Today's bake from 'The Baking Bible' is Kourambiethes (Greek biscuits/cookies), a light shorbread usually made with the Greek brandy Metaxa in the recipe (orange juice if going alcohol free), with or without nuts these are always delicious and never more so than Rose's recipe that uses whipped clarified butter.  

    The recipe starts with clarifying the butter. Lots of butter!!

    Cubed butter is melted.

    Foam can be skimmed off the top of melted butter as your going if desired, using a spoon or a small slotted spoon being careful not to remove too much of the butter.

    Butter is strained through the muslin to remove all milk solids. 

    Chilled clarified butter is unmoulded ready to be chopped, transferred to a mixing bowl with icing sugar.

    My butter weight was short, perhaps due the ummm, zillion (or at least six) folds I made in the muslin. I had to melt more butter to strain to make up weight. I used food safe muslin, using food safe muslin rather than fabric from a fabric store ensures no chemicals unsafe for human consumption are used.

    Oh, better toast the almonds... these are what Australian's call slivered almonds this may differ in other countries, but it's what I toasted and then chopped.

    toasted chopped almonds

    Ten minutes mixing and you have a white fluffy butter mixture, egg yolks, brandy, vanilla are added before the chopped toasted almonds are mixed in and finally the flour and baking powder.

    After chilling the biscuit mixture is shaped into balls (I made the traditional crescent shapes too).

    Often garnished with a whole clove, you see these cookies at Christmas time and Pascha (Greek Easter), though I have had them at Greek Weddings too. 

    Keeping with tradition, I added a whole clove to the center of the round cookies. Despite the "tooth ache drops" smell when you open your cloves pack it won't taste like that once baked, what you get is a lovely touch of spice and a gentle spice aroma. 

    Wish you could taste these, the texture is so light and airy! Don't forget to remove your clove :)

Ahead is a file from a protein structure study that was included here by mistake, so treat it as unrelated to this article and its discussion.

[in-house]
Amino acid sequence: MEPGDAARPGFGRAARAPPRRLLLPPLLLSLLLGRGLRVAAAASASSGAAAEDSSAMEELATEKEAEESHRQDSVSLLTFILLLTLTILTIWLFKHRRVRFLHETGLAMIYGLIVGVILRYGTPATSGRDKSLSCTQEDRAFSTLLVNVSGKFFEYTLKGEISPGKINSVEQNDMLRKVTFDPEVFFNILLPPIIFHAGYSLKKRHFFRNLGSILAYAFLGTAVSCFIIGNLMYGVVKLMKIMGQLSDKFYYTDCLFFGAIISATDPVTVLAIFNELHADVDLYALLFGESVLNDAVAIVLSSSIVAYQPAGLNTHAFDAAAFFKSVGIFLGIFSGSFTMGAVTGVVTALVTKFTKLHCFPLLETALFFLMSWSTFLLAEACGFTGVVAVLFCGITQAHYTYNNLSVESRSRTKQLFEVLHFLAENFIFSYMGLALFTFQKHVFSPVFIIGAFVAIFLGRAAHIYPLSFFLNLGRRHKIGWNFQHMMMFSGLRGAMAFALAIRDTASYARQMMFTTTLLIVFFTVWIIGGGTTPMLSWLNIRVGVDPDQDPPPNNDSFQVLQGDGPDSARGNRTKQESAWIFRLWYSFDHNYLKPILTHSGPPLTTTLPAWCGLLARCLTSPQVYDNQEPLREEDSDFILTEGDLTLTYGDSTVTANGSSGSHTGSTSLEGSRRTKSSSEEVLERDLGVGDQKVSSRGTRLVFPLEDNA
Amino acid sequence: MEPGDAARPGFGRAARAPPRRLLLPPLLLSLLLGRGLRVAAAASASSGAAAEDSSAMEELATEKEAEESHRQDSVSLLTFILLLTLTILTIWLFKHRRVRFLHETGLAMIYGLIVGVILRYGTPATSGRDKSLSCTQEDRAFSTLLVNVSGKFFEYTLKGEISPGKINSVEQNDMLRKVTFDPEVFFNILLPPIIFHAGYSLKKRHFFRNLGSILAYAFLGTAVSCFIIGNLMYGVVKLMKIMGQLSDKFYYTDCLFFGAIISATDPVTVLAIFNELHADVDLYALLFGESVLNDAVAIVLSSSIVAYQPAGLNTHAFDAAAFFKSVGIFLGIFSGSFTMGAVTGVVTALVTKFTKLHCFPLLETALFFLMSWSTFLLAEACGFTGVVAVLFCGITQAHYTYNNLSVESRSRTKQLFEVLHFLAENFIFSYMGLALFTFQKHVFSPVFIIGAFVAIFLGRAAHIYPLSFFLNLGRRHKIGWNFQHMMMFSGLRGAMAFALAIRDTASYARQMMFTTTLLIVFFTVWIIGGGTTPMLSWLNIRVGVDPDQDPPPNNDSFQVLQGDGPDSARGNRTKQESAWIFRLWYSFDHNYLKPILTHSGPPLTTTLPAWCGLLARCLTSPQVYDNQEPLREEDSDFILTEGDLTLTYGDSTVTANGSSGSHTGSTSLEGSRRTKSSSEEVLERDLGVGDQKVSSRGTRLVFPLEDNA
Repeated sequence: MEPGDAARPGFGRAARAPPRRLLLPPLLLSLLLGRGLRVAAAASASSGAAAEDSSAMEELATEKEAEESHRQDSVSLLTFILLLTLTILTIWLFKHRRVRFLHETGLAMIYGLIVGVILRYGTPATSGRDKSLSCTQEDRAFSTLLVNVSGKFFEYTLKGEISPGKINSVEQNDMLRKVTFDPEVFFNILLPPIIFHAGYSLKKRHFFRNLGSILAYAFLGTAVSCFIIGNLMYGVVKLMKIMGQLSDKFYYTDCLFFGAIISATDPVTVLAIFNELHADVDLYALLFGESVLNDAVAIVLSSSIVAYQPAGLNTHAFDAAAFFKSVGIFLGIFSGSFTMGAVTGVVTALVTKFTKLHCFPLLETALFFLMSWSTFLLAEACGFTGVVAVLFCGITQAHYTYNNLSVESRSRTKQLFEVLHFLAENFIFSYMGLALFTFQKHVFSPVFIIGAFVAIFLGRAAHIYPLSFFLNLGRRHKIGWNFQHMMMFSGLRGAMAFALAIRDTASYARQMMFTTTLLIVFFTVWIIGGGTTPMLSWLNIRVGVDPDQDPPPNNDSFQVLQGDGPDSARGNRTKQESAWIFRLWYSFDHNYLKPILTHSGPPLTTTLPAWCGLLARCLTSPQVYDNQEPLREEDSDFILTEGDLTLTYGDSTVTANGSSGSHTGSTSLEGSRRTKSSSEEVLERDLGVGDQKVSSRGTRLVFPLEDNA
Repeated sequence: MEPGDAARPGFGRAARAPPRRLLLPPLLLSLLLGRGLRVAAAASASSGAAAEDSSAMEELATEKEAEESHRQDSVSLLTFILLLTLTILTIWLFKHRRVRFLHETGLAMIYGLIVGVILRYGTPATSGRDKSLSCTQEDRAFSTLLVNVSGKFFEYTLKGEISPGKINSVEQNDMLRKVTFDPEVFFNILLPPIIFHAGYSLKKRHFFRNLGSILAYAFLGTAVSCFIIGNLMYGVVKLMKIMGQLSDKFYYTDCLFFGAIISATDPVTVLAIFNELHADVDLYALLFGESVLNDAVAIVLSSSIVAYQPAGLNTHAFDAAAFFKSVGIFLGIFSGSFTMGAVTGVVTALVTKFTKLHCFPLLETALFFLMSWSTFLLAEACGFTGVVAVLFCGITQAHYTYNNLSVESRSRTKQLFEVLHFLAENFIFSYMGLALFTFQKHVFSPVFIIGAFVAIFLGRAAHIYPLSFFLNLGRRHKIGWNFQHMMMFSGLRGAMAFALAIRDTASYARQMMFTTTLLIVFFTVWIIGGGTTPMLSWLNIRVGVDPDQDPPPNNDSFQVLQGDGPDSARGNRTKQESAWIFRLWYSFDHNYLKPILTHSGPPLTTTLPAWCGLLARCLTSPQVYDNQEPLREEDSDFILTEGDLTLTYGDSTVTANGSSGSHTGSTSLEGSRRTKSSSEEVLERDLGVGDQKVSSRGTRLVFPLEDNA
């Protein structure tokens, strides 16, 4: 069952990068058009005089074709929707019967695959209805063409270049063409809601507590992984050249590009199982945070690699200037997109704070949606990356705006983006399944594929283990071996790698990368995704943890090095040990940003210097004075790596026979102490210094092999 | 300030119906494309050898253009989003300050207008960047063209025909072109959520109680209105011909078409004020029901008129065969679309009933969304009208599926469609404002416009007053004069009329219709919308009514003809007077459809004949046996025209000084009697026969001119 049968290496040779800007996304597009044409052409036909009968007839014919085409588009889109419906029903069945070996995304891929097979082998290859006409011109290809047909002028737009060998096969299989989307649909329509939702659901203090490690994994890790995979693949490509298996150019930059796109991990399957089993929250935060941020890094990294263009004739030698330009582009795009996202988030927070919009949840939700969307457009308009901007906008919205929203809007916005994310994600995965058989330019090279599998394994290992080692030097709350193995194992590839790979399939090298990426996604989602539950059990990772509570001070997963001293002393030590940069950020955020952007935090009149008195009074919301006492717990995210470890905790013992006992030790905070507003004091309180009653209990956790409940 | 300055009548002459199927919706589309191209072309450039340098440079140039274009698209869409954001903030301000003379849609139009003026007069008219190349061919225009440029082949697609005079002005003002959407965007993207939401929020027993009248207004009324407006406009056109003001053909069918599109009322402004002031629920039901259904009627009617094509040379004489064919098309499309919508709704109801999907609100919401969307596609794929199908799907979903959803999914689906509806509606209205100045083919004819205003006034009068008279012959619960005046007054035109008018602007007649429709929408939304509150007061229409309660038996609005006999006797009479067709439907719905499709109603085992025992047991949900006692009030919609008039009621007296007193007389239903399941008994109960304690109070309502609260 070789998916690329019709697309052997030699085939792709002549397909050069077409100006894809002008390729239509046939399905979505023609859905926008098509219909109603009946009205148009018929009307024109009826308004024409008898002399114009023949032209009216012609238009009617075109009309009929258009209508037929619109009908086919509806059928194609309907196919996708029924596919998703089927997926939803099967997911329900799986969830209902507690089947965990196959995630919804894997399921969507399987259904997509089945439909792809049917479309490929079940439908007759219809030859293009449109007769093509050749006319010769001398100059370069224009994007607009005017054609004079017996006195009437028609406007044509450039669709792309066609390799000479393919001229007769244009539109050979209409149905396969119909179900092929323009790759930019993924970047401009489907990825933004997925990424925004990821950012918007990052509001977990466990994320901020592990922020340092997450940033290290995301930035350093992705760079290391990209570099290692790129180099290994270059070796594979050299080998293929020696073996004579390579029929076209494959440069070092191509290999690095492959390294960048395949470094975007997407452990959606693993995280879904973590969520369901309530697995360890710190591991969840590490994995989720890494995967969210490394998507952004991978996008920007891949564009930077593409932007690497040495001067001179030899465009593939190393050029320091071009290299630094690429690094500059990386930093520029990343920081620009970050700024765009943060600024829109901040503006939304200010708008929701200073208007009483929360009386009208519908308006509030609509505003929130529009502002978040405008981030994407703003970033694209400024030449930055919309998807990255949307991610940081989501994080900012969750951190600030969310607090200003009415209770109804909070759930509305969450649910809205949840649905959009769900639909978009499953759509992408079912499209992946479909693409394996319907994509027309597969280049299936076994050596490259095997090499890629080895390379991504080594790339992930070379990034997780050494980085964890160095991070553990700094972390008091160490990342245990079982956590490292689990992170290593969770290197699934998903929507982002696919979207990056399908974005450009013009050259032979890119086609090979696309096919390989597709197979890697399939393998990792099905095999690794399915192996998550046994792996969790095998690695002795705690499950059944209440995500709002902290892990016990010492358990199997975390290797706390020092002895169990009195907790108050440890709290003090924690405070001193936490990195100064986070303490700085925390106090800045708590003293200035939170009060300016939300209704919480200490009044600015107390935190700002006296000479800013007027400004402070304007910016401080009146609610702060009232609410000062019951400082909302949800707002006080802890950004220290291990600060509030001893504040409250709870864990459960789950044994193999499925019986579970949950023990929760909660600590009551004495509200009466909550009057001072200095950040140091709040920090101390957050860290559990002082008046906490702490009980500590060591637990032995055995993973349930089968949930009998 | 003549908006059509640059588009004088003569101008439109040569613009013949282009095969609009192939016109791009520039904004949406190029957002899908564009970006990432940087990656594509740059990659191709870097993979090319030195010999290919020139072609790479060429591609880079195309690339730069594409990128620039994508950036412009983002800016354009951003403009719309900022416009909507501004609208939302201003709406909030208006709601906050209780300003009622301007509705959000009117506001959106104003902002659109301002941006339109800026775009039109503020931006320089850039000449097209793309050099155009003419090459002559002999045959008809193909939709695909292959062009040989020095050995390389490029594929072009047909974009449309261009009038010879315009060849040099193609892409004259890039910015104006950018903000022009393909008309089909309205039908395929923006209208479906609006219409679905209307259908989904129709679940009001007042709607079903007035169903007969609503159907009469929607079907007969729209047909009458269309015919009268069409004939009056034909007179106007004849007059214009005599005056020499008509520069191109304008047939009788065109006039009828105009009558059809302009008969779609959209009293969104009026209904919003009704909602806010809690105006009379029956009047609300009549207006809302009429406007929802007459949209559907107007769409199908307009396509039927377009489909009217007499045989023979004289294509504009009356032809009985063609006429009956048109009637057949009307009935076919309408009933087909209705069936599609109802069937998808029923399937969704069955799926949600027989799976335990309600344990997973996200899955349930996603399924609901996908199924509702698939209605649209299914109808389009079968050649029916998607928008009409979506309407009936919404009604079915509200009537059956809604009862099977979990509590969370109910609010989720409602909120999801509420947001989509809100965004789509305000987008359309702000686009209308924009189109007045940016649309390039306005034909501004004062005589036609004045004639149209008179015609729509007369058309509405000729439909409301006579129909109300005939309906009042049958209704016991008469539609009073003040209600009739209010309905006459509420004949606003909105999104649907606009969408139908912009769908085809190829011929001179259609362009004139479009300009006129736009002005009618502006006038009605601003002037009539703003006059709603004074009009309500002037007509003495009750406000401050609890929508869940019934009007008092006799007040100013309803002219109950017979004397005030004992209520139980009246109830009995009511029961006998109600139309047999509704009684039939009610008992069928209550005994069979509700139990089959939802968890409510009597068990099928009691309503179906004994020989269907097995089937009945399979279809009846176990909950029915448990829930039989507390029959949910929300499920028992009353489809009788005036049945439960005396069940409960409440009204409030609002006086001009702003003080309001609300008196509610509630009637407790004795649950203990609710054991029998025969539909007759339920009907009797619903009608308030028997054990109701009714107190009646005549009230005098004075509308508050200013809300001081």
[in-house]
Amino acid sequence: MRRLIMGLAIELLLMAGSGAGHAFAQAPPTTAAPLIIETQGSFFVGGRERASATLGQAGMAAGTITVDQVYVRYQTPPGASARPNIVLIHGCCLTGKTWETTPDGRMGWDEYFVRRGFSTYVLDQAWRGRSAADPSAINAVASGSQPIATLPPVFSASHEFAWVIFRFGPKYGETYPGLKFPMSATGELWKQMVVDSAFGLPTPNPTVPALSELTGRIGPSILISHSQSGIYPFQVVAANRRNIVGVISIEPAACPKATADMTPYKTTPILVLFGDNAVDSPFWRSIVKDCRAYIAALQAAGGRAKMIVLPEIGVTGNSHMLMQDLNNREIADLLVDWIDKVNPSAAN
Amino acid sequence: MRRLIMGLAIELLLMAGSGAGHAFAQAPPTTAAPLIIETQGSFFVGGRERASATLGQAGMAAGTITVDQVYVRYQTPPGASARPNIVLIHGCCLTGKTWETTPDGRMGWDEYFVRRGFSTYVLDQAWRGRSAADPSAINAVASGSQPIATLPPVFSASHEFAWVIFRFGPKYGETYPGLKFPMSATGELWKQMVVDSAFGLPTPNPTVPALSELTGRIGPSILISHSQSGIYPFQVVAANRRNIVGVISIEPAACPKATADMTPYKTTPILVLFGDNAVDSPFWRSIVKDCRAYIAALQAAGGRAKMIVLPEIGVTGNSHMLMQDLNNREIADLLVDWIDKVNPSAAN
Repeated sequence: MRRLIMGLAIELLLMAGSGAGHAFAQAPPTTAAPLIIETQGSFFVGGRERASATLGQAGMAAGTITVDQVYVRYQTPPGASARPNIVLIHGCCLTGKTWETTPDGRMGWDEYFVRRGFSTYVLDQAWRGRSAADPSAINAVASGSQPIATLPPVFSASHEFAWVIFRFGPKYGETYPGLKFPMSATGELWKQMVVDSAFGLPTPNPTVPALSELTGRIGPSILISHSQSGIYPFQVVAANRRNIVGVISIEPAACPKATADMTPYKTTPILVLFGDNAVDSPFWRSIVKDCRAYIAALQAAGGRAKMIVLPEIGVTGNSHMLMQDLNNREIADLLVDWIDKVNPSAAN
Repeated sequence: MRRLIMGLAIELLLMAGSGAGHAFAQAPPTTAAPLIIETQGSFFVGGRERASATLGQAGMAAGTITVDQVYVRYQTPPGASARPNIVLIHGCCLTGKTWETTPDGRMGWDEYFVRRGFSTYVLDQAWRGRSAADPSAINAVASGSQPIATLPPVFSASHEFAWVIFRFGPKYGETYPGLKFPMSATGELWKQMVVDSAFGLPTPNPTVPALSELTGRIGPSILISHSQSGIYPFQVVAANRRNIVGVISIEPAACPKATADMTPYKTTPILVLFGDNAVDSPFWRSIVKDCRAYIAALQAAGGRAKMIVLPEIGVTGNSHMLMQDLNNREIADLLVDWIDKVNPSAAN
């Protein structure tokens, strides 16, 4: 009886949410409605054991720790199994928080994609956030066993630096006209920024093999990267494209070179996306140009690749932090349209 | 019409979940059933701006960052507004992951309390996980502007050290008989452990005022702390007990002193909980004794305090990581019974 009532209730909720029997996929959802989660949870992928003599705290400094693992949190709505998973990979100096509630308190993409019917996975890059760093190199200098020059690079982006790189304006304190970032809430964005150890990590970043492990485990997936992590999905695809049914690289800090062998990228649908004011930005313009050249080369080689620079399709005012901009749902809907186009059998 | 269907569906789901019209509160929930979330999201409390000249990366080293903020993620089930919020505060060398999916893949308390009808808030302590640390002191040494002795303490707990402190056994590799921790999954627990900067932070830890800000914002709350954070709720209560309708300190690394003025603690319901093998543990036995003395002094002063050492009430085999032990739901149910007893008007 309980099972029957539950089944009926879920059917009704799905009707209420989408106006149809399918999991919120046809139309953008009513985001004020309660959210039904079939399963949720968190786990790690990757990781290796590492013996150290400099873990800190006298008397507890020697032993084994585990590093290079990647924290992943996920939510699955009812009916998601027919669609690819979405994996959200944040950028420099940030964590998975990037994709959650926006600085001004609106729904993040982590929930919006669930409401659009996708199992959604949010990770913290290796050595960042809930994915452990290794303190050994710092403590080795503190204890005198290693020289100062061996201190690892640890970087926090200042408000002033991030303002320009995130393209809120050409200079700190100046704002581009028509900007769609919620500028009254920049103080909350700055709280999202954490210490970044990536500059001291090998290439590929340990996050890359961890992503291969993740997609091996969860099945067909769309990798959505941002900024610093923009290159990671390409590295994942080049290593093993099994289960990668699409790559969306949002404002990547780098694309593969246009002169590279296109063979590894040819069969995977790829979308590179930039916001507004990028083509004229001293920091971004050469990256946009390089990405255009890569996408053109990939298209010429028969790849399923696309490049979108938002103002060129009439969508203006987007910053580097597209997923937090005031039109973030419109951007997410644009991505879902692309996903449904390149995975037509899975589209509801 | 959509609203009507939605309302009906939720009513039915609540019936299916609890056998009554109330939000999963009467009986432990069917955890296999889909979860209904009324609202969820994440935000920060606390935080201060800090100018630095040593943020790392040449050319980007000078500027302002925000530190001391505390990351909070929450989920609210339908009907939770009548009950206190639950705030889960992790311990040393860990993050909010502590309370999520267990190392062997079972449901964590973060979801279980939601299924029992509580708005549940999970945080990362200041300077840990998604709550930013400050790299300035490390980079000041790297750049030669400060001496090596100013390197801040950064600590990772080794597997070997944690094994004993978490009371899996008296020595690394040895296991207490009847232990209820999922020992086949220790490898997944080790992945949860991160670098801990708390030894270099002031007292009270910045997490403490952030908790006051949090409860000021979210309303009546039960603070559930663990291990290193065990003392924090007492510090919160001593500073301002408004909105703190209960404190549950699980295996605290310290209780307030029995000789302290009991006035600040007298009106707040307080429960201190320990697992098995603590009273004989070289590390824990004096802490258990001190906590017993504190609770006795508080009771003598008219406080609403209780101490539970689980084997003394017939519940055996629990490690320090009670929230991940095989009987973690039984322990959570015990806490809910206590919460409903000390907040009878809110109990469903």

Would I bake again? Yes, love the light airy texture the clarified butter brings.

    Would I change anything? Yes, I like stronger flavours so I would add either rose water, orange water and orange zest. Salt... I'd add salt, all a bit sweet. Spices; would be nice with nutmeg, cardamom or experiment with teas and coffee. Break with tradition and change the nuts, have a peanut Greek biscuit, pipe on chocolate or perhaps top warm pistachio biscuits with freeze dried cherry dust. 

    How it works... now I've joined the fabulous existing alpha bakers, once a month I will post about what I have baked from Rose Levy Beranbaum's 'The Baking Bible'. This won't include the recipe due to copyright and publisher restrictions however, I will be posting how it went and photos of making/baking the gorgeous baked goods.

    The Baking Bible available from Amazon and all discerning book retailers. 

    You never know when you will need to make a fondant toe... a Cinderella stepsister toe cupcake


    Fourth of July Cheesecake Rose's Alpha Bakers 

    Today's post is Fourth of July Cheescake 'The Baking Bible' or "how I can wreck an amazing cheesecake with bad blueberries'

    Join me on Facebook

    Ahhh I know better, I do, I do, don't use fruit/veg out of season.  And yet I went ahead and used the most expensive and awful winter blueberries with glass half full "oh, maybe it will be ok" mentality. It wasn't, ok that is.

    But, but, but it was the Fourth of July bake and kind of had to be (well did) have to be red, white and blue.

    I tasted the fresh blueberries, a locally grown winter crop. I was sad, they were bad (so I say apparently chanelling my inner Dr. Suess), that's when I decided to halve the recipe. Because we all know half a bad tasting blueberry topping is better than a full size???? Yep, I know doesn't make sense but at the time...

    "Hmmm" (this was me thinking), I don't have a half sized cheesecake pan, ok I would go with the mini cheesecake size like what I used for the Stilton Cheesecakes a few weeks ago... then I'd have the cooking time too.

    Divided (with a calculator, don't judge!!)

    Half the recipe makes exactly twelve mini cheesecakes. I prepared the pan, shortening on bases, disc of non stick baking paper and cooking spray the sides.

    exactly 12

    Half the red velvet cake batter ready to spread/baked in a flattish pan.

    I used a cookie cutter to cut cheesecake bases.

    Followed the rest of the recipe as in the full sized cheesecake by brushing bases with raspberry jam. Joined the base to the cake, made the dreamy creamy white chocolate frosting.